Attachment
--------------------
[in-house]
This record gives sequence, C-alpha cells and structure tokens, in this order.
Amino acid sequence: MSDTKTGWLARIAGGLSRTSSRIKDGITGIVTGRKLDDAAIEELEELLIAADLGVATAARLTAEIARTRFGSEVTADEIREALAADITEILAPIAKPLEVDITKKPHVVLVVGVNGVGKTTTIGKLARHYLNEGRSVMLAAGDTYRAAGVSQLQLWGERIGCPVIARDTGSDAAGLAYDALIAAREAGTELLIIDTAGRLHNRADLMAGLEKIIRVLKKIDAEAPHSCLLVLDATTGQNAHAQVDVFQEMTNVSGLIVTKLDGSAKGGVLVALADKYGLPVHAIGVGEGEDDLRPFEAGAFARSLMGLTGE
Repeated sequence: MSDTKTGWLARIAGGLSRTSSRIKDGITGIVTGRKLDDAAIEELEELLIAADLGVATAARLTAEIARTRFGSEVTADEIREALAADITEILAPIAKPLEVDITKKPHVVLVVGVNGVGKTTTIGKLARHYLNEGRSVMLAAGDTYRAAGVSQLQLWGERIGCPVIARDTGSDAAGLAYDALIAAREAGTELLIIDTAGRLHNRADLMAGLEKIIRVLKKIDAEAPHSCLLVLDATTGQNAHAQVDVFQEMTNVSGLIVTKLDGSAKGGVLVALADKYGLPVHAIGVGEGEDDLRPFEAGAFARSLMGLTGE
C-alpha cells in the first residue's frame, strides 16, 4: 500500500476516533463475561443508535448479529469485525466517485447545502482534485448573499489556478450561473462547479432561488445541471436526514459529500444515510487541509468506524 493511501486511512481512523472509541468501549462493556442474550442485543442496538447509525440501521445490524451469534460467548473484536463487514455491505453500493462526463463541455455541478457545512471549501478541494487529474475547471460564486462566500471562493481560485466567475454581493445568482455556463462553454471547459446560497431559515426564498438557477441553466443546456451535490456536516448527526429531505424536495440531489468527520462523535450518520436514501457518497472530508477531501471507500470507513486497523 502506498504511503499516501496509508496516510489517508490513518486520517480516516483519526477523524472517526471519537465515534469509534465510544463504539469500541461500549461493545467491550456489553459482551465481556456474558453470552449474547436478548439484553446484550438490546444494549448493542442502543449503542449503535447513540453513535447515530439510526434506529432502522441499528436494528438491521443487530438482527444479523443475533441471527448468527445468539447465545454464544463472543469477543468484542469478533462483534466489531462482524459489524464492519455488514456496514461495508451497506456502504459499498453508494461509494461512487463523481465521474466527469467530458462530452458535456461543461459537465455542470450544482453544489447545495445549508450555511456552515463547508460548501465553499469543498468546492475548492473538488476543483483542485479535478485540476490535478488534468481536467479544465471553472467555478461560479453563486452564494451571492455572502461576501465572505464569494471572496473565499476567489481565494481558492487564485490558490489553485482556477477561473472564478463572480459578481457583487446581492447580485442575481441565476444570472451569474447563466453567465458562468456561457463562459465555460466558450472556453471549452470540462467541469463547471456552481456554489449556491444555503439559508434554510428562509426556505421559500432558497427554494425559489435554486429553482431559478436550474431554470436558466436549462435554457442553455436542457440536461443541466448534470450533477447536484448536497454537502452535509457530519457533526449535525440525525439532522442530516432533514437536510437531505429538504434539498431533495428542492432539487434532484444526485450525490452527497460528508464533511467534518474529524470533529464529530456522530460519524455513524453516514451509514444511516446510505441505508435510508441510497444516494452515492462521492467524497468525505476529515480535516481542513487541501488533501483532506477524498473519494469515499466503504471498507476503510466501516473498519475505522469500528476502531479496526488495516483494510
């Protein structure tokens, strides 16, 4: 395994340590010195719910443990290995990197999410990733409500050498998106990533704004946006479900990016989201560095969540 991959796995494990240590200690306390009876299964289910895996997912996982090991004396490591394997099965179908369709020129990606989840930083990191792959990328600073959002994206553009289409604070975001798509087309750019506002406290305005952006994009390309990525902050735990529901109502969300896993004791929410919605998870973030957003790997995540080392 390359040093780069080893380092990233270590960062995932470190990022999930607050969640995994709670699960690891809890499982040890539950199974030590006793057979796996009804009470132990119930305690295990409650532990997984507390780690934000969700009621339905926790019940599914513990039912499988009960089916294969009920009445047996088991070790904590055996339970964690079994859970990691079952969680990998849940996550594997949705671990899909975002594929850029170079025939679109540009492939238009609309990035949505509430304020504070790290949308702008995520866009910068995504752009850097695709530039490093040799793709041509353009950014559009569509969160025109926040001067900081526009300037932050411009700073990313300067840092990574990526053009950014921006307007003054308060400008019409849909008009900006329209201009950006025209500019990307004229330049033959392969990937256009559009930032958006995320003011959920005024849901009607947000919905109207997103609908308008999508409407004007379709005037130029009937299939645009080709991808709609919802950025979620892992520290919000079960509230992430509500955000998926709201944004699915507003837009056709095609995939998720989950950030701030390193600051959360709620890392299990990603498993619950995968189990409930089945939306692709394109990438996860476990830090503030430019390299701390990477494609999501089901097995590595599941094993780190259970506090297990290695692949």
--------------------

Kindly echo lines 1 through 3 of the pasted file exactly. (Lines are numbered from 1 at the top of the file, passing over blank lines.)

[in-house]
This record gives sequence, C-alpha cells and structure tokens, in this order.
Amino acid sequence: MSDTKTGWLARIAGGLSRTSSRIKDGITGIVTGRKLDDAAIEELEELLIAADLGVATAARLTAEIARTRFGSEVTADEIREALAADITEILAPIAKPLEVDITKKPHVVLVVGVNGVGKTTTIGKLARHYLNEGRSVMLAAGDTYRAAGVSQLQLWGERIGCPVIARDTGSDAAGLAYDALIAAREAGTELLIIDTAGRLHNRADLMAGLEKIIRVLKKIDAEAPHSCLLVLDATTGQNAHAQVDVFQEMTNVSGLIVTKLDGSAKGGVLVALADKYGLPVHAIGVGEGEDDLRPFEAGAFARSLMGLTGE